Disheveled Geometries: Ruins and Ruination
The project explores the drawing of adjacent, converging, and isolated fields, which produces an ambiguity in drawing that addresses the spatial indices of architecture. The project explores the line as a fragment, capable of defining density, atmospheric and material, minimum and maximum. Various lines wander, respecting some edges, disobeying others, simulating the configuration and dissolution of material. The use of various types of projections allows for simultaneous views, the articulation of flat objects and the collapse of perceived dimensional objects.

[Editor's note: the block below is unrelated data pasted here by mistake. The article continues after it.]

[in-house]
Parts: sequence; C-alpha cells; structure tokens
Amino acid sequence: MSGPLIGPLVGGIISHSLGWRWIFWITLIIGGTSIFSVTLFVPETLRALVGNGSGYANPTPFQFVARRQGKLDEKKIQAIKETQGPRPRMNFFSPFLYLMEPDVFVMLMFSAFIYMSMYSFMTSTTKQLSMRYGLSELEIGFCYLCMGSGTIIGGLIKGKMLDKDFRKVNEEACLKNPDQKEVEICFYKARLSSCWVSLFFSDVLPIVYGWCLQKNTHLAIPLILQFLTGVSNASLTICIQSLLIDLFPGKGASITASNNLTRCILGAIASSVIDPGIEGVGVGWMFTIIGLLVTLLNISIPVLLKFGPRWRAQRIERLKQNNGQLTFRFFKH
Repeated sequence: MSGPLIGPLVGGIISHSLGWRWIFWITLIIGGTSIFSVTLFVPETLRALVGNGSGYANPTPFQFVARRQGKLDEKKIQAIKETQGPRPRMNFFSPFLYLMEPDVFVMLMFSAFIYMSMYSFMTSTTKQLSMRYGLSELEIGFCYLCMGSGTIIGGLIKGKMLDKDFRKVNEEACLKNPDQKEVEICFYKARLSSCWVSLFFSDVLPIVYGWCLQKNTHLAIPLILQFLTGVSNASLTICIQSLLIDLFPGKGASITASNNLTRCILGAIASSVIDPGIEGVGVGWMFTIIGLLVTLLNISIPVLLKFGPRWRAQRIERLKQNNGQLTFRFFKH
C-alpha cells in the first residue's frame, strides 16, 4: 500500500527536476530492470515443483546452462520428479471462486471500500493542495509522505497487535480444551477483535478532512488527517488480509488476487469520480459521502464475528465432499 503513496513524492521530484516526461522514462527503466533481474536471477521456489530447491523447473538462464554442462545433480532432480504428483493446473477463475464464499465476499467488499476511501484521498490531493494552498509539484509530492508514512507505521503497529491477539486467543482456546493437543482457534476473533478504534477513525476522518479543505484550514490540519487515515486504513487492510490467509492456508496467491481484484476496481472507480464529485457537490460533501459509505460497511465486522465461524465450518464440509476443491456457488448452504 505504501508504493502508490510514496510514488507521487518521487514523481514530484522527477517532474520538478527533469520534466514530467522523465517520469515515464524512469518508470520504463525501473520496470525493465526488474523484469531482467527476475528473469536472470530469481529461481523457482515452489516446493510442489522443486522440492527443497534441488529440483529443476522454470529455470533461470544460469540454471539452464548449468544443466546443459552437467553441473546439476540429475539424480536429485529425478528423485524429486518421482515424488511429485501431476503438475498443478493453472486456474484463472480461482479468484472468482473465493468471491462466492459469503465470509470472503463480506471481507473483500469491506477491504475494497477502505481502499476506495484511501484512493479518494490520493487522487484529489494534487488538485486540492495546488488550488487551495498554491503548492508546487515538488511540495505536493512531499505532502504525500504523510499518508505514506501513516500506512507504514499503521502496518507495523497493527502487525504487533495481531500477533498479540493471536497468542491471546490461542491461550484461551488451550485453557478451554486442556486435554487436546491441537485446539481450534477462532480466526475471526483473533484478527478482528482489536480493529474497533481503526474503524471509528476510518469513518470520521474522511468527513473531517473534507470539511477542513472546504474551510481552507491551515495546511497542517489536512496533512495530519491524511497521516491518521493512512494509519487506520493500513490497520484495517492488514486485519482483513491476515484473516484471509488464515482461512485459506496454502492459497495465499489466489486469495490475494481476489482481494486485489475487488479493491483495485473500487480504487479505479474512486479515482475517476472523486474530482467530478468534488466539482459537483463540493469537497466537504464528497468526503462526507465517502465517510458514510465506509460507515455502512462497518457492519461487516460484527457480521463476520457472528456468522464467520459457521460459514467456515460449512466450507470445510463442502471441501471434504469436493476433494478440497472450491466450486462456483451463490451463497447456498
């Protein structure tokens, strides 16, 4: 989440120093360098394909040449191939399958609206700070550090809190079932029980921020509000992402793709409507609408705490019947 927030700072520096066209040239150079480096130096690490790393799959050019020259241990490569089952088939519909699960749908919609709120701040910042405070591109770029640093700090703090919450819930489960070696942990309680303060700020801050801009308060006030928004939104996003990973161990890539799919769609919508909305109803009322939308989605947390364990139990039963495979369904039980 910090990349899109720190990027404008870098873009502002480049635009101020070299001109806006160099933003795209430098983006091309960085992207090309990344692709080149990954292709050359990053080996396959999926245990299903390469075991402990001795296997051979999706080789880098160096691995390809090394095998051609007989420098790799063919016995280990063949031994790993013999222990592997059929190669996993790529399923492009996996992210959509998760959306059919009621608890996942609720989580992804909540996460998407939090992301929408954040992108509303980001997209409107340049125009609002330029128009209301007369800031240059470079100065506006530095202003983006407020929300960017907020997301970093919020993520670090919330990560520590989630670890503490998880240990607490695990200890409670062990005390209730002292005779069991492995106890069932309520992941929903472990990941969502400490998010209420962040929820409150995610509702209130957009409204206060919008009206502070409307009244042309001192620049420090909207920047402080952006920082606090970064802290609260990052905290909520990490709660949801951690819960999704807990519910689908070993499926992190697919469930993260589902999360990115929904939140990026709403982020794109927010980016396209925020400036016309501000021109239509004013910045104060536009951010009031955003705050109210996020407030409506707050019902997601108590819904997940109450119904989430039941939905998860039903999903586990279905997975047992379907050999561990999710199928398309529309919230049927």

Together, the hatched lines and the experimentation of projection provide an architectural and spatial language that is interested in the development of textured surface, expressed through material and graphic. In a drawing, these techniques produce an implied line, a boundary between fields, that describe distinct spaces, and also resist a singular reading. The absence of a definite boundary produces a multiplicity that engages plan, section, and elevation simultaneously.
This language of drawing and material was explored through the design of a large funeral home in Peckham, South London.